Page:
"We can't afford these other places around here," says Shirley. On February 20, she and Otis found a pink note on their door that read, "We need to see you in the Tampa Park Rental Office immediately for the following reasons: Status of Your Lease." They met with property manager Yolanda Amos who broke the news to them. When Shirley asked if there would be any help finding a new place they were told, "We'll look into it."

Shirley’s sister Beatrice, who has already paid $150 in application fees for other apartments, says she asked Tampa Park’s Leasing Manager Richard Debert about receiving aid to move out. Debert told her that is not going to be possible. Debert was not reachable by phone, and Amos said, “No comment. We don’t know what’s going on at the rental office, only the owner does.”

In February, The Tampa Bay Times reported that the buyer of the complex is currently unknown. The current owner of the complex is the Lily White Security Benefit Association, which is led by Florida Sentinel Bulletin publisher Sybil Kay Andrews. She did not respond to request for comment. 

About 1,200 people in 370 units are being told to move out of Tampa Park Apartments. Thirty-three tenants will receive aid in finding a new home due to their Section 8 housing status. The rest seem left to fend for themselves. Shirley paid her March rent, but other residents who wish to remain anonymous are withholding their rent until they know more about the situation. They say that they need their rent money to be able to afford moving out.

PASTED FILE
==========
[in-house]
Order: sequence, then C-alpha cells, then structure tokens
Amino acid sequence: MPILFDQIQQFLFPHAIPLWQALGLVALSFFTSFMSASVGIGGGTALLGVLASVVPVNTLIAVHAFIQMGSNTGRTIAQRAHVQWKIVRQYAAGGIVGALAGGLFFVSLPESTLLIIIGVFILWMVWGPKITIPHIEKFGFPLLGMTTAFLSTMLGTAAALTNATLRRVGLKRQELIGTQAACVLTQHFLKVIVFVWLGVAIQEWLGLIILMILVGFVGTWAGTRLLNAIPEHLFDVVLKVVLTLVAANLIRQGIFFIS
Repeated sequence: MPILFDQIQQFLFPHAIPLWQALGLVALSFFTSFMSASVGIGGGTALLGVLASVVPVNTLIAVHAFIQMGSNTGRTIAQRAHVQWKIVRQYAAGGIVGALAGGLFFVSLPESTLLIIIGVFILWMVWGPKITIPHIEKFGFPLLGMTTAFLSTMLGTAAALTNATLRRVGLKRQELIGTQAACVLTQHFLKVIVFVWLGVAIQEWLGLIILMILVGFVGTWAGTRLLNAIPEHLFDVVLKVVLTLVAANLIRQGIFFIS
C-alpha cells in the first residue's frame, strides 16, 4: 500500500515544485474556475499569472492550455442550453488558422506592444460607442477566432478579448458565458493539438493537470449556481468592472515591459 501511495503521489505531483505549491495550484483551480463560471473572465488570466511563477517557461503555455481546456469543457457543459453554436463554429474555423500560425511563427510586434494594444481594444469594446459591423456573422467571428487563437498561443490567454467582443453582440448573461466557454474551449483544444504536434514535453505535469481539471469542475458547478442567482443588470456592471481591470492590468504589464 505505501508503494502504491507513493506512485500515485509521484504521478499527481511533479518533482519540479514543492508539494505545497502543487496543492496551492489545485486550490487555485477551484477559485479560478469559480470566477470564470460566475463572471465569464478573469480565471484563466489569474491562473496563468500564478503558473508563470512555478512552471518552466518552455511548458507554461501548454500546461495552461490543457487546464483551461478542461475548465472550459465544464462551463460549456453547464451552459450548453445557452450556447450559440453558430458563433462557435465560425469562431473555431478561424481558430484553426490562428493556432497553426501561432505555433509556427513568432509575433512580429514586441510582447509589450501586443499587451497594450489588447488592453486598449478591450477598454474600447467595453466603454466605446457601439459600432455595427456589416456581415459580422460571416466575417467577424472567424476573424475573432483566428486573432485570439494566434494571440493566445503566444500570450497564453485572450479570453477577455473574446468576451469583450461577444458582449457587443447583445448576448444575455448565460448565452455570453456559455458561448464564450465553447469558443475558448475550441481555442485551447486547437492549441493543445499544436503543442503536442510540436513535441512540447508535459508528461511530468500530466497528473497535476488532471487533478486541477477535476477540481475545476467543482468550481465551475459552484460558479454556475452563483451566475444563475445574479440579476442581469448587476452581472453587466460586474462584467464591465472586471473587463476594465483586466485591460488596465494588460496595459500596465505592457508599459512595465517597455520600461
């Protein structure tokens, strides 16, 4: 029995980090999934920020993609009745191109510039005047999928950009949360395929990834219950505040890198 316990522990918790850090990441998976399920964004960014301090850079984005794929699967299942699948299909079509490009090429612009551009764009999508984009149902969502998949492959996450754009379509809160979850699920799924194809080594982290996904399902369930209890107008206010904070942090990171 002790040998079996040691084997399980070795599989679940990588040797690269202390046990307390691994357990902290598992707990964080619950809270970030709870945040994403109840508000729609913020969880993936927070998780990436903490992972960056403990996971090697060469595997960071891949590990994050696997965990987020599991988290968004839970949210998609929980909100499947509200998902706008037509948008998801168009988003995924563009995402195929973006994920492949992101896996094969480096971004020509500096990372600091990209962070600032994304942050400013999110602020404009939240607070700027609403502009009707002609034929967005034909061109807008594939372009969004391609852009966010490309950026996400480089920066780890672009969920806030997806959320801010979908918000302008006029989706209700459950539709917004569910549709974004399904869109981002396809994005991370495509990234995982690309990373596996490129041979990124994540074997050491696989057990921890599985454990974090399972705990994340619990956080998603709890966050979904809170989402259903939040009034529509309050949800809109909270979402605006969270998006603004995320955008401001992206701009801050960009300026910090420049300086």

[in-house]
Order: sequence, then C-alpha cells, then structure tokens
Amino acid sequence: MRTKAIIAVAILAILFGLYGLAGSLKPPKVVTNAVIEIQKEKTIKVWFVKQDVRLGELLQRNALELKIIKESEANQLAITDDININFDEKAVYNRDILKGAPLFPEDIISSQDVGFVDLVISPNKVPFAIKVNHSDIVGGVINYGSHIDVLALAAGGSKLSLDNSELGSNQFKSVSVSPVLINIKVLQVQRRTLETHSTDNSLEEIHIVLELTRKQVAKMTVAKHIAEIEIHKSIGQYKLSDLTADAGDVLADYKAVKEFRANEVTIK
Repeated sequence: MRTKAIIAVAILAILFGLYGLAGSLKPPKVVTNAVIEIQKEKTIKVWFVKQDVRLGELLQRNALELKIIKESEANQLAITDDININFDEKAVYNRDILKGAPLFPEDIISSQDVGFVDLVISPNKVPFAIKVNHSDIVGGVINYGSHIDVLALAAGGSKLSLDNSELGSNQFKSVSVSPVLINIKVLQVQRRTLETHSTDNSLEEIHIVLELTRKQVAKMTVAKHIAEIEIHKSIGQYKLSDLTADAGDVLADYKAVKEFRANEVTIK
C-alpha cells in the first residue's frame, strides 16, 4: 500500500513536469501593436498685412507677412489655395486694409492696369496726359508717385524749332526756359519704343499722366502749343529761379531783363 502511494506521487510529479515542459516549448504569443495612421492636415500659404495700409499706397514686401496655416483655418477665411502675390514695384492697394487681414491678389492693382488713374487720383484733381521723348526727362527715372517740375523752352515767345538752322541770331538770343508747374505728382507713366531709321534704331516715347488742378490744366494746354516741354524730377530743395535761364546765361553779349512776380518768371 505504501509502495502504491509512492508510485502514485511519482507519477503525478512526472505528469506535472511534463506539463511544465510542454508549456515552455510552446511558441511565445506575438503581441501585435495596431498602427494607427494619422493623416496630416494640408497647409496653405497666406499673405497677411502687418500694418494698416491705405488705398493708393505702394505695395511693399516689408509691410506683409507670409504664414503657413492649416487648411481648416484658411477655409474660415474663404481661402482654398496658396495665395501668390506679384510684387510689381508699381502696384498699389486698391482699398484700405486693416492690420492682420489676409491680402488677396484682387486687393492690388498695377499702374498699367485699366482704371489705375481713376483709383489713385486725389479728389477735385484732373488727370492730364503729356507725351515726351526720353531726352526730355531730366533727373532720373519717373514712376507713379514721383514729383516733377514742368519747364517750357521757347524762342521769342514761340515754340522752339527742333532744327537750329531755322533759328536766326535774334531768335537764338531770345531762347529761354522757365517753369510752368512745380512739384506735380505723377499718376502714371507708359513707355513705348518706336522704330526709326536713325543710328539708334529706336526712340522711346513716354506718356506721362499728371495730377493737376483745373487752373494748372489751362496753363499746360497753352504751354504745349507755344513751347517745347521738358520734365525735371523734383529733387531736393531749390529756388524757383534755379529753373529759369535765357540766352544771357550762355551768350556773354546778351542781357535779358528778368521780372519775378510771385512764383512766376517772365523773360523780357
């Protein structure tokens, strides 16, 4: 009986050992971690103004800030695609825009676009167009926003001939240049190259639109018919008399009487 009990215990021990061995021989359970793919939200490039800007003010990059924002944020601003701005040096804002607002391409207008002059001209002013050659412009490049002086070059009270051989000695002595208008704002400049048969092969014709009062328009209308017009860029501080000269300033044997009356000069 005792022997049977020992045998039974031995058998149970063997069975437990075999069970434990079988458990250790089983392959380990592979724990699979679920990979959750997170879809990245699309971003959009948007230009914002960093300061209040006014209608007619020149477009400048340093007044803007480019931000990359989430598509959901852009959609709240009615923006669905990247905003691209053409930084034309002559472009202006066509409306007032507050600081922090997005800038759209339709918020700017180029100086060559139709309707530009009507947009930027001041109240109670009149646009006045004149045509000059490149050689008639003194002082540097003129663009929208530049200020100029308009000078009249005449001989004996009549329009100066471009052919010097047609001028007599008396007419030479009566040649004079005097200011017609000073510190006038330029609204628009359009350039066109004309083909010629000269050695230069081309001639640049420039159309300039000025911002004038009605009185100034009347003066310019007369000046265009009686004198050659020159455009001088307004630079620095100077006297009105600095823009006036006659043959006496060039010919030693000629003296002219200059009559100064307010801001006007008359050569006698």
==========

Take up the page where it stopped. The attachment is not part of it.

The mystery surrounding the sale makes it worse for Shirley.

“There are no answers for us,” she says. “I at least want to know why, and who I should talk to about making things right.”

Shirley’s neighbor Beverly Goodson, 62, feels similarly frustrated. She sells purses wholesale, and being near downtown Tampa is good for her business. 

“All of my clients are in this area and being near them is important for me,” Goodson says, “And they took down all these other cheap apartments around here so there’s nowhere else to go.”

The story of Tampa Park Apartments is just one in a string of destruction of affordable housing in Tampa.